For the last few months, I’ve been doing a bit of an experiment with our Mazda MX-30. One of the many barriers it’s often said will slow the take-up of EVs is that, here in Britain, not everyone can charge their car at home.
If your house has no off-street parking – which is often the case in the UK’s big towns and cities – or you’re in a third floor flat, your only chance is to rely on public chargers.
So, in the spirit of solidarity – and, if I’m honest, because my rented house can’t have a charge point fitted – I’ve been topping the MX-30 up exclusively while out and about.
After 2,400 miles of public charger-fed miles, I can safely say that yes – it is possible to survive without a home charger. However, you’ll need to make some adjustments to your life…
For me at least, the biggest issue hasn’t been where to charge, but when. The temptation is to come home after a long journey, leave the car bereft of charge and simply top it up at a rapid charger the next time you need to go anywhere. However, the MX-30 doesn’t seem to appreciate being rapid charged with a ‘cold’ battery. And by ‘cold’ I mean, not having been used in 12 hours.
Mazda quotes the MX-30’s rapid charging time at 35 minutes from 20 to 80 per cent, which is about par for the course on cars with batteries of this size. But curiously, this seems to only be the case when the battery is hot from use – such as after a long motorway journey. Leave the car sat for a day or so, and the same rapid charge to 80 per cent will seemingly take well over an hour, often much longer.
The best option is to top the battery back up to full charge immediately after every trip – which is fine, but does mean nearly an hour sat at a rapid charger before you get home. Or, if there’s a 7kWh ‘fast’ charger nearby, leave it there overnight and walk the rest of the way.
These are, of course, unlikely scenarios for anyone buying an MX-30 – it’d be a bit like buying an iPhone with no way of charging it at home. Yes, you probably could survive by topping it up at random plug sockets on your travels, but it may not be the most sensible device for you. Might I suggest a nice Nokia 3310, or perhaps a wind-up radio?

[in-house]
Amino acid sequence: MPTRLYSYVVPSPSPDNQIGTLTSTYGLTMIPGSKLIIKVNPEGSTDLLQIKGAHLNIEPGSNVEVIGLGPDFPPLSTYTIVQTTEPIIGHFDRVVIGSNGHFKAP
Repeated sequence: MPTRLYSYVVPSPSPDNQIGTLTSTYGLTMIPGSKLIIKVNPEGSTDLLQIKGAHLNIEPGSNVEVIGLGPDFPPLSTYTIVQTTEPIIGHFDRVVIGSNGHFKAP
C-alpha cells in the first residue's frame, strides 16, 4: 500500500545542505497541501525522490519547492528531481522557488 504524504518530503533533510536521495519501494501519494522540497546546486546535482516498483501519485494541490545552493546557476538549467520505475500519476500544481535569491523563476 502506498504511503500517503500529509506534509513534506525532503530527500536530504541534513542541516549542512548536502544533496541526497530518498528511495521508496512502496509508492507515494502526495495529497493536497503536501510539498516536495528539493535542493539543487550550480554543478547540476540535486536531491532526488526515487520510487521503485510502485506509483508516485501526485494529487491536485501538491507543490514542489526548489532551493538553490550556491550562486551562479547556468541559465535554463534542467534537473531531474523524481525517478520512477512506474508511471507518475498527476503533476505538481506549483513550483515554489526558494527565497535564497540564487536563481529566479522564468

Despite all the charging faff of my current residence though, I still find myself choosing to take the MX-30 for pretty much every journey – even if it means factoring in time for a top-up before or after.
There’s something about driving an EV that gets under your skin. Shamefully I’ve never been very environmentally-conscious – though I do rinse out tins before I recycle them, if anyone from Kettering Borough Council is reading this – but it’s nice to know that I’m not choking local children with my exhaust fumes wherever I go.
Aside from all the heated debates around the environment though, EVs are just so much more pleasant to pilot around on the repetitive, dull journeys that us humans have to make every week. Everything is quiet and serene, power is instantaneous, and on top of all that, your trip will probably be a fraction of the cost.
There’s a bit more to it than that, of course – I think I’d be reaching for the MX-30 keys even if it had a petrol engine under the bonnet (which, incidentally, in some bits of the world it does). The jury’s still out for me on whether it deserves to share a bit of its name with the legendary MX-5 sports car, but for a tall crossover-y thing it doesn’t half drive well.
The steering is precise and well-weighted, and it corners with a very pleasing sense of fluidity. Even the brake pedal feel is pretty good – a hard trick to pull off on an EV with all its regenerative gubbins. It’s far more engaging and confidence-inspiring than many of its rival EVs, and after all, why shouldn’t an electric car be fun around the twisty stuff?
In short then, things are still going well in my new life as an EV driver. With an impending house move, too, a home wall box is in my future – which means I should be able to spend more time driving the MX-30, rather than sat inside it waiting for the rapid charge to finish…
Model: Mazda MX-30 GT Sport Tech
Price: £30,345 (after Govt grant)
Engine: Single electric motor
0-60mph: 9.7 seconds
Top speed: 87mph
Fuel economy: 19kWh / 100km